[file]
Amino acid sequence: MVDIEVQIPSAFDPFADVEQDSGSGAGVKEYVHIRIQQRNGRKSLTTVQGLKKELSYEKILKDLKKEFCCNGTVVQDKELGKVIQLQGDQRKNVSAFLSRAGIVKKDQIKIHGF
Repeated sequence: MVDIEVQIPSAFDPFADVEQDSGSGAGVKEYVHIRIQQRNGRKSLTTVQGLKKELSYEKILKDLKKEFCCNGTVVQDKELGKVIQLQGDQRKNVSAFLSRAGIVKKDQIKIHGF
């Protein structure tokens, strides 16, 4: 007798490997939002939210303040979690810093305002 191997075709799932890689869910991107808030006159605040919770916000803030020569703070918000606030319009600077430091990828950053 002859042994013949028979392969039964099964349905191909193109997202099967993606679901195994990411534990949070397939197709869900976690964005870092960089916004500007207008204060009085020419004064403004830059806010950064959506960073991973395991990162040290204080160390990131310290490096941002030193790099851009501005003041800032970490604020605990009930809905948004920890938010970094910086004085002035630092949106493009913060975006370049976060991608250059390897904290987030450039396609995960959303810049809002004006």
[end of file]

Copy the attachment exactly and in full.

Amino acid sequence: MVDIEVQIPSAFDPFADVEQDSGSGAGVKEYVHIRIQQRNGRKSLTTVQGLKKELSYEKILKDLKKEFCCNGTVVQDKELGKVIQLQGDQRKNVSAFLSRAGIVKKDQIKIHGF
Repeated sequence: MVDIEVQIPSAFDPFADVEQDSGSGAGVKEYVHIRIQQRNGRKSLTTVQGLKKELSYEKILKDLKKEFCCNGTVVQDKELGKVIQLQGDQRKNVSAFLSRAGIVKKDQIKIHGF
């Protein structure tokens, strides 16, 4: 007798490997939002939210303040979690810093305002 191997075709799932890689869910991107808030006159605040919770916000803030020569703070918000606030319009600077430091990828950053 002859042994013949028979392969039964099964349905191909193109997202099967993606679901195994990411534990949070397939197709869900976690964005870092960089916004500007207008204060009085020419004064403004830059806010950064959506960073991973395991990162040290204080160390990131310290490096941002030193790099851009501005003041800032970490604020605990009930809905948004920890938010970094910086004085002035630092949106493009913060975006370049976060991608250059390897904290987030450039396609995960959303810049809002004006």